Author Topic: Ok lets find the capacitance of our wfc?  (Read 13084 times)

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What is resonance
« Reply #32 on: June 29, 2012, 22:20:23 pm »
Resonance arises from the fact that when you have an inductor and a capacitor in series, while the capacitor is being charged the current flowing induces a contrary voltage at the inductor, so in series the voltages sums to zero, this let the source to charge the capacitor to higher voltages as it appear like a short circuit for the source. When the current decay the voltage across the inductor becomes smaller while capacitors voltage raises. This is why an inductor has a voltage peak that appear 90° before the capacitor peak voltage.

There are 360° for a complete cycle, so lets examine it:
Consider the capacitor is not charged initially
1° 90° The current is maximum so as voltage across the inductor. The voltage of the inductor is a cosine function, while the capacitors voltage follow a sine function up to its max voltage
2° 90° current stops, and the capacitor completely discharge into the inductor.
3° 90° the inductor charge the capacitor with reversed polarity
4° 90° the capacitor discharge into the inductor.

Summing to that, at the end of the cycle, when current is zero, the capacitor has the full voltage across it, and the polarity is inverted, so you can aways add more energy to it. Because as you apply a contrary voltage to a capacitor charged the, energy at the end will be the sum of the energy you inputed + the energy originally at the capacitor.

Its known that the time constant for a capacitor depends on its capacitance and the resistance in series.

As a Capacitor accumulates a charge Q the peak current will depend on the time constant.

If you discharge the capacitor applying a contrary voltage to it, would the RC time constant be the same?

I think would become smaller, because you are forcing it so the peak current will be greater...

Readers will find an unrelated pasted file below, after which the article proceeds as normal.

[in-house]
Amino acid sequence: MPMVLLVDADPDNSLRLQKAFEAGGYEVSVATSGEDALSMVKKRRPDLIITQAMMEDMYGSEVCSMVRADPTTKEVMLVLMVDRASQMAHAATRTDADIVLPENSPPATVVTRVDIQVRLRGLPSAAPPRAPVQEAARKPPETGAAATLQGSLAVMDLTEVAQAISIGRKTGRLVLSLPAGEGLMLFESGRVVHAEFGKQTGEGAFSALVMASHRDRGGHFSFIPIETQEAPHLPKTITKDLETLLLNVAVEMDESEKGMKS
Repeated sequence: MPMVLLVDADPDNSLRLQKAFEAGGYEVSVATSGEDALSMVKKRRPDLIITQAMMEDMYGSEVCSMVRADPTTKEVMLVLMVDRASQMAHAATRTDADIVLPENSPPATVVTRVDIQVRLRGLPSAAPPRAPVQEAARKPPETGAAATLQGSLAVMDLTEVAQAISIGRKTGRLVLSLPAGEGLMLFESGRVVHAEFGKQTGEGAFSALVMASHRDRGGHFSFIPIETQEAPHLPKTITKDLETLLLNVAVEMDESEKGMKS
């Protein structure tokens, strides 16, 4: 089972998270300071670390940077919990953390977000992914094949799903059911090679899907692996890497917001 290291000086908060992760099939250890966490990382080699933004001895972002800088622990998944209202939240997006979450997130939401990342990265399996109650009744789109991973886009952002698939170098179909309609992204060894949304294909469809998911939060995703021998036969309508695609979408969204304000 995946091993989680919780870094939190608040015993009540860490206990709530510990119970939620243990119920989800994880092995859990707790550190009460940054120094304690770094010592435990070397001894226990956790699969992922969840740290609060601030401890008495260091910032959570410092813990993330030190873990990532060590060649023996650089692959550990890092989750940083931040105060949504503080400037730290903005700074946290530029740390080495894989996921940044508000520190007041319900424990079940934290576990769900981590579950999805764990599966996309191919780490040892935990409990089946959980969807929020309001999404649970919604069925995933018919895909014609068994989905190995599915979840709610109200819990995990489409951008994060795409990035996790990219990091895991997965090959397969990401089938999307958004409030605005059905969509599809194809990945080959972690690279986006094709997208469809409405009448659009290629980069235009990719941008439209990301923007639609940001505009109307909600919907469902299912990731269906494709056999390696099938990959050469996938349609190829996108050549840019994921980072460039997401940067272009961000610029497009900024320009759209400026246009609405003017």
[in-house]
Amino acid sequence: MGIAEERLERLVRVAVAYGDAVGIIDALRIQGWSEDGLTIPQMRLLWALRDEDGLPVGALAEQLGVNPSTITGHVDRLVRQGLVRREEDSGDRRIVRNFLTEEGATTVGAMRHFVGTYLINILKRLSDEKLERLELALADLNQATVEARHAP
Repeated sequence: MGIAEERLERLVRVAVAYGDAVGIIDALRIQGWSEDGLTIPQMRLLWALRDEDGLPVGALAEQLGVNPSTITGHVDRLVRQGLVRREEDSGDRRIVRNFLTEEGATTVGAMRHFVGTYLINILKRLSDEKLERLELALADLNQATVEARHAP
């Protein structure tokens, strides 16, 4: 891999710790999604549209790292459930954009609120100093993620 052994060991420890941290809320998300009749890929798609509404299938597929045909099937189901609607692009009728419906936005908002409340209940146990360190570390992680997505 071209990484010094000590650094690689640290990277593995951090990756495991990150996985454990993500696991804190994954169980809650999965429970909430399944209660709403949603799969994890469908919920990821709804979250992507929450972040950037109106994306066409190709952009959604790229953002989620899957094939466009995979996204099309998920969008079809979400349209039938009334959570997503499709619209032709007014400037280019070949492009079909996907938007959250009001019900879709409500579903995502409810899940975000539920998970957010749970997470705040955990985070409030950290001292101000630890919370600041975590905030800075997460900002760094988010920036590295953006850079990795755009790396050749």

Of course resonance voltage is only limited by the real resistance of the circuit and to the voltage applied...

The resistance will affect the phase limit between voltage peaks therefore it will limit the resonance not only by dissipating power but impeding the voltages in series to completely cancel out.
« Last Edit: June 30, 2012, 16:07:49 pm by sebosfato »

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Re: Ok lets find the capacitance of our wfc?
« Reply #33 on: June 30, 2012, 10:34:59 am »
Thats correct and proven.

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Re: Ok lets find the capacitance of our wfc?
« Reply #34 on: June 30, 2012, 14:38:32 pm »
Meyers indicated that each inductor in the VIC should have a resistance of of 11.6K.  How is it you say the resistance of mine is too much?

TS

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Re: Ok lets find the capacitance of our wfc?
« Reply #35 on: June 30, 2012, 15:33:46 pm »
well, the Q factor of the coil say that it would not resonate. Meyer said this value but probably he was talking about impedance not ohmic resistance. Because than it makes sense if is a resonant choke. Choke.

Take the impedance matrix circuit as reference.

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Re: Ok lets find the capacitance of our wfc?
« Reply #36 on: June 30, 2012, 16:03:28 pm »
To achieve this resistance I did not use standard copper wire.  I used resistor wire.  I achieved 8.78k with about 400 turns.

TS

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Re: Ok lets find the capacitance of our wfc?
« Reply #37 on: June 30, 2012, 16:15:56 pm »
I understood, I tried it also. You wire is very thin isn't.

Try to put this coil and a capacitor in series and find the resonant frequency. You will see that if any peak is observed the band width will be really wide.

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Re: Ok lets find the capacitance of our wfc?
« Reply #38 on: June 30, 2012, 23:47:36 pm »
I found a thread discussing, dielectrics water...
http://www.overunity.com/9856/relative-permittivity-of-water/

Anyway the closer to reality value was found by Steve... 200nf

And they state water is not a dielectric because it conduct dc... many laughs
« Last Edit: July 01, 2012, 01:45:08 am by sebosfato »